Thirsty (for knowledge) Thursday: Running in the Heat

>> Thursday, July 02, 2015

Last week, I came across someone tweeting this:

That can't really be right. I'm confused though... it's on the internet, so it must be true. But it's a little exaggerated.

The "summary" bullet points at the bottom make sense to me. I've always said that 50 degrees is my optimal race temp, and this sort of backs that up, but I don't think those adjusted times are right. I think you could cut those times in half and they'd STILL be high. I remember running the hot Victory 10K in 2012 where it was 80 degrees and over 60% humidity. Everyone's times were slow, but you can't take off 3:00/mile because of that. If that were true, my "adjusted" pace was 3:07/mile (I actually ran a 38:02, which was 6:07/mile). I remember hearing "legitimate" runners commenting that times were about 20-30 seconds per mile slower. Not 3 minutes. (I was realistically hoping to run about 15 seconds per mile faster if it weren't so hot.)

I had to share this because I know the heat slows me down, but this over-compensated times too much. Right?

UPDATE: I think I found the source on of the chart on, and he notes that the info is from a class at a running store in Texas. So yeah, totally sound science backs this up. *sarcasm*

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Joe 8:12 AM, July 02, 2015  

I think the chart is saying how much you *should* adjust your pace by on a training run, not how much the temperature / humidity will affect your pace.

And the fitter you are, the less you'd lose or would need to lose from your pace.

Anonymous,  8:45 AM, July 02, 2015  

I agree those adjustments seem way overblown, especially when racing (perhaps not a bad starting point for longer training runs though).

I think your memory of the 2012 Victory 10K conditions may be a bit overblown though - according to it was 73 degrees at 7:53am and 75.9 degrees at 8:53am (with humidity from 76%-69%) so that chart would recommend running around 1:05 per mile slower (not 3:00).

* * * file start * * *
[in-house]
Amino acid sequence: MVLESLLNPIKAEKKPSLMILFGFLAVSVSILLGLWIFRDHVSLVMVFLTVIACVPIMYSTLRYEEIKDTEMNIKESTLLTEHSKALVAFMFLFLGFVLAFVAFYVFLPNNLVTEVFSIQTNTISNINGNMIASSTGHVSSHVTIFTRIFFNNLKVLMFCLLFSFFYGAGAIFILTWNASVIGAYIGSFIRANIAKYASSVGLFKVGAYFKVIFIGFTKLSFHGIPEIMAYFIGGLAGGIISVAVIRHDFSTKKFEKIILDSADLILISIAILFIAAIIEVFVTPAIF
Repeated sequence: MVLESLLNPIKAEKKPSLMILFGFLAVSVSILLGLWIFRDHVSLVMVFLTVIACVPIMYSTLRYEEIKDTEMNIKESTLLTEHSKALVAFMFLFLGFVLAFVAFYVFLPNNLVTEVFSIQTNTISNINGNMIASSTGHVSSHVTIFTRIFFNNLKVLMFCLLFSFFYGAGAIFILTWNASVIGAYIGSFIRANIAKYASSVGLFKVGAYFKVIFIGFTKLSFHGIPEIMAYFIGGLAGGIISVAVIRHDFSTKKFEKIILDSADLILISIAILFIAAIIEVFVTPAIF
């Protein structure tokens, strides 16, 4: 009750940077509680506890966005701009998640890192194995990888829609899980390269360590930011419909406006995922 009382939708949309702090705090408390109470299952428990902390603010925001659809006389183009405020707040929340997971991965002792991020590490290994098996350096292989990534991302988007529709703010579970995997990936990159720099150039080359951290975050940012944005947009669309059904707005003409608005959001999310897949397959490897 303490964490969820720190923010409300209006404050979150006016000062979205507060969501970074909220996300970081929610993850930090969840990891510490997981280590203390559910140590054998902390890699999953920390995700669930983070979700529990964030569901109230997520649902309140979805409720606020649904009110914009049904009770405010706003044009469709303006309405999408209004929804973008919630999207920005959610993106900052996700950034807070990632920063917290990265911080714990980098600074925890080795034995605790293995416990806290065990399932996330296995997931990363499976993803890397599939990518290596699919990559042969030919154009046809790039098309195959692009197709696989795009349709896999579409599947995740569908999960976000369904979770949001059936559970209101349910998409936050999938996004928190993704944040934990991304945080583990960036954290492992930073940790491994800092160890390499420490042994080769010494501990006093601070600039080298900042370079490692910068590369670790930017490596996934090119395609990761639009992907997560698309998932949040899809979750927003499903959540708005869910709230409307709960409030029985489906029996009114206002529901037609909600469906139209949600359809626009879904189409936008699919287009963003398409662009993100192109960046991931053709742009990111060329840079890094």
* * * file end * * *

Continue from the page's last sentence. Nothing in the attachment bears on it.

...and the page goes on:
Steve Stenzel 9:00 AM, July 02, 2015  

Joe, that's a good point! And Anonymous, it was a mid-day race that had a few races (they had a least a 5K back then, and they maybe had a kids race too). So it was hotter at 11 am!

Steve Stenzel 9:06 AM, July 02, 2015  

I followed that link, Anon, and at 11 am, it was 85 degrees with a dew point over 60, which is around 75% humidity. Regardless of if that's 100% right or not, the chart still seems quite exaggerated for racing. But it might be a bit closer for training runs (but still a bit exaggerated).

Steve Stenzel 9:13 AM, July 02, 2015  

Wait Anon, maybe that one did start earlier and I'm thinking of something else… regardless, those numbers are also creeping up on the 1:45 "adjustment" time. I ran 6:07s and couldn't have ran 5:02s or 4:22s, so even in my multiple (potentially confused) comments, it's still very exaggerated.

Anonymous,  3:09 PM, July 02, 2015  

I believe the 10K at Victory is always run first at 8am. That said the conditions were definitely horrid for racing that day.

Since lots of the same people run Victory every year, and since the conditions in 2011 were near perfect, I compared those results to get a more accurate slowdown factor. Of the 32 people I found who ran it both years at 7:00 pace or faster the median slowdown was 2.74%. That would convert your 38:02 to 37:01 under more ideal conditions (5:57 pace), for a heat adjustment of around 10 seconds per mile on that day.

This may be too optimistic but however you look at it there's no doubt that the pace adjustments in that chart you found seems fairly bogus!

Steve Stenzel 5:14 PM, July 02, 2015  

Thanks for running those numbers Anon! That's an interesting comparison...

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